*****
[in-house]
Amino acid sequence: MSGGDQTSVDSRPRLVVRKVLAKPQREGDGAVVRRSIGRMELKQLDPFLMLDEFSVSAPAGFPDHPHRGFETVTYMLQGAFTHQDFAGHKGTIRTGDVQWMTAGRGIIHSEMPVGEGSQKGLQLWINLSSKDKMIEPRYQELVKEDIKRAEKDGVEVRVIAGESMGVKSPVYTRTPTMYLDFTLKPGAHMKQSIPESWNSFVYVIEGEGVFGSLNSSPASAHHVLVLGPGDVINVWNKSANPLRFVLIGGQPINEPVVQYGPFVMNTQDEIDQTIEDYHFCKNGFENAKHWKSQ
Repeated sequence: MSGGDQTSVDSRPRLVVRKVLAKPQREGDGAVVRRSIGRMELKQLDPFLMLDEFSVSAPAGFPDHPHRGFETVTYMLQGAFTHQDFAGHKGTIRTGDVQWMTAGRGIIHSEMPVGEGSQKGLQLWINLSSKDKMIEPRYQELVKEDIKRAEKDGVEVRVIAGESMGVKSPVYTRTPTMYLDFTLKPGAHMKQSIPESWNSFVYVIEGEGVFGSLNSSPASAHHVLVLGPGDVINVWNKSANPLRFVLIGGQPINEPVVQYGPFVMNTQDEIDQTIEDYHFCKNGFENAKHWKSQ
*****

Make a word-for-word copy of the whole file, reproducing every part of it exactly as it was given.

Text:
[in-house]
Amino acid sequence: MSGGDQTSVDSRPRLVVRKVLAKPQREGDGAVVRRSIGRMELKQLDPFLMLDEFSVSAPAGFPDHPHRGFETVTYMLQGAFTHQDFAGHKGTIRTGDVQWMTAGRGIIHSEMPVGEGSQKGLQLWINLSSKDKMIEPRYQELVKEDIKRAEKDGVEVRVIAGESMGVKSPVYTRTPTMYLDFTLKPGAHMKQSIPESWNSFVYVIEGEGVFGSLNSSPASAHHVLVLGPGDVINVWNKSANPLRFVLIGGQPINEPVVQYGPFVMNTQDEIDQTIEDYHFCKNGFENAKHWKSQ
Repeated sequence: MSGGDQTSVDSRPRLVVRKVLAKPQREGDGAVVRRSIGRMELKQLDPFLMLDEFSVSAPAGFPDHPHRGFETVTYMLQGAFTHQDFAGHKGTIRTGDVQWMTAGRGIIHSEMPVGEGSQKGLQLWINLSSKDKMIEPRYQELVKEDIKRAEKDGVEVRVIAGESMGVKSPVYTRTPTMYLDFTLKPGAHMKQSIPESWNSFVYVIEGEGVFGSLNSSPASAHHVLVLGPGDVINVWNKSANPLRFVLIGGQPINEPVVQYGPFVMNTQDEIDQTIEDYHFCKNGFENAKHWKSQ